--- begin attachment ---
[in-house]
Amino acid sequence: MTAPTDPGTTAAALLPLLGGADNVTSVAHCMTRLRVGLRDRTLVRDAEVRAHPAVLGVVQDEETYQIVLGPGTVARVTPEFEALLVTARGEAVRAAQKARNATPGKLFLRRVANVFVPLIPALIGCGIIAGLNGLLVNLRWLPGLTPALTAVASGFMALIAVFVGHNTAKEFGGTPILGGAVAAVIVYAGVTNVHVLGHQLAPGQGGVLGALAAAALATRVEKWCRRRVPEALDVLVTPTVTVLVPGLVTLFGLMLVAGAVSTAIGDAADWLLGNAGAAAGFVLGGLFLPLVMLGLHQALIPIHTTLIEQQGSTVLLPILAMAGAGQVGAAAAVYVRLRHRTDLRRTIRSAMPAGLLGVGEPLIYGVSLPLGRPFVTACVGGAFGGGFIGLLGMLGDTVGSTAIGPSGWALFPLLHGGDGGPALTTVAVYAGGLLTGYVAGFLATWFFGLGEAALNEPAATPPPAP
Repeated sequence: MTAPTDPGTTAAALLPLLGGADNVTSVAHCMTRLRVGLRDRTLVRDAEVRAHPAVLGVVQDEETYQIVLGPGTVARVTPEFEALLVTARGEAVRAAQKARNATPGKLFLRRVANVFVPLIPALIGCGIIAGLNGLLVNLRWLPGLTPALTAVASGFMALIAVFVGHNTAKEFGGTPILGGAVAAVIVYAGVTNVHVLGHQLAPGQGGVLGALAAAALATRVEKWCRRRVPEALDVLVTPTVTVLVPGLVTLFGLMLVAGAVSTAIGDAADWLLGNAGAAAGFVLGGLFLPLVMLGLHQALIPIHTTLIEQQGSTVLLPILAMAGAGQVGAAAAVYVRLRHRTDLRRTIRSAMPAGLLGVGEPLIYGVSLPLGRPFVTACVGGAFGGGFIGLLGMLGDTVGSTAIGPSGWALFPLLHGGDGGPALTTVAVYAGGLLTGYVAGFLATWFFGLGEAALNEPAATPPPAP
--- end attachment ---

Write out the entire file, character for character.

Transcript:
[in-house]
Amino acid sequence: MTAPTDPGTTAAALLPLLGGADNVTSVAHCMTRLRVGLRDRTLVRDAEVRAHPAVLGVVQDEETYQIVLGPGTVARVTPEFEALLVTARGEAVRAAQKARNATPGKLFLRRVANVFVPLIPALIGCGIIAGLNGLLVNLRWLPGLTPALTAVASGFMALIAVFVGHNTAKEFGGTPILGGAVAAVIVYAGVTNVHVLGHQLAPGQGGVLGALAAAALATRVEKWCRRRVPEALDVLVTPTVTVLVPGLVTLFGLMLVAGAVSTAIGDAADWLLGNAGAAAGFVLGGLFLPLVMLGLHQALIPIHTTLIEQQGSTVLLPILAMAGAGQVGAAAAVYVRLRHRTDLRRTIRSAMPAGLLGVGEPLIYGVSLPLGRPFVTACVGGAFGGGFIGLLGMLGDTVGSTAIGPSGWALFPLLHGGDGGPALTTVAVYAGGLLTGYVAGFLATWFFGLGEAALNEPAATPPPAP
Repeated sequence: MTAPTDPGTTAAALLPLLGGADNVTSVAHCMTRLRVGLRDRTLVRDAEVRAHPAVLGVVQDEETYQIVLGPGTVARVTPEFEALLVTARGEAVRAAQKARNATPGKLFLRRVANVFVPLIPALIGCGIIAGLNGLLVNLRWLPGLTPALTAVASGFMALIAVFVGHNTAKEFGGTPILGGAVAAVIVYAGVTNVHVLGHQLAPGQGGVLGALAAAALATRVEKWCRRRVPEALDVLVTPTVTVLVPGLVTLFGLMLVAGAVSTAIGDAADWLLGNAGAAAGFVLGGLFLPLVMLGLHQALIPIHTTLIEQQGSTVLLPILAMAGAGQVGAAAAVYVRLRHRTDLRRTIRSAMPAGLLGVGEPLIYGVSLPLGRPFVTACVGGAFGGGFIGLLGMLGDTVGSTAIGPSGWALFPLLHGGDGGPALTTVAVYAGGLLTGYVAGFLATWFFGLGEAALNEPAATPPPAP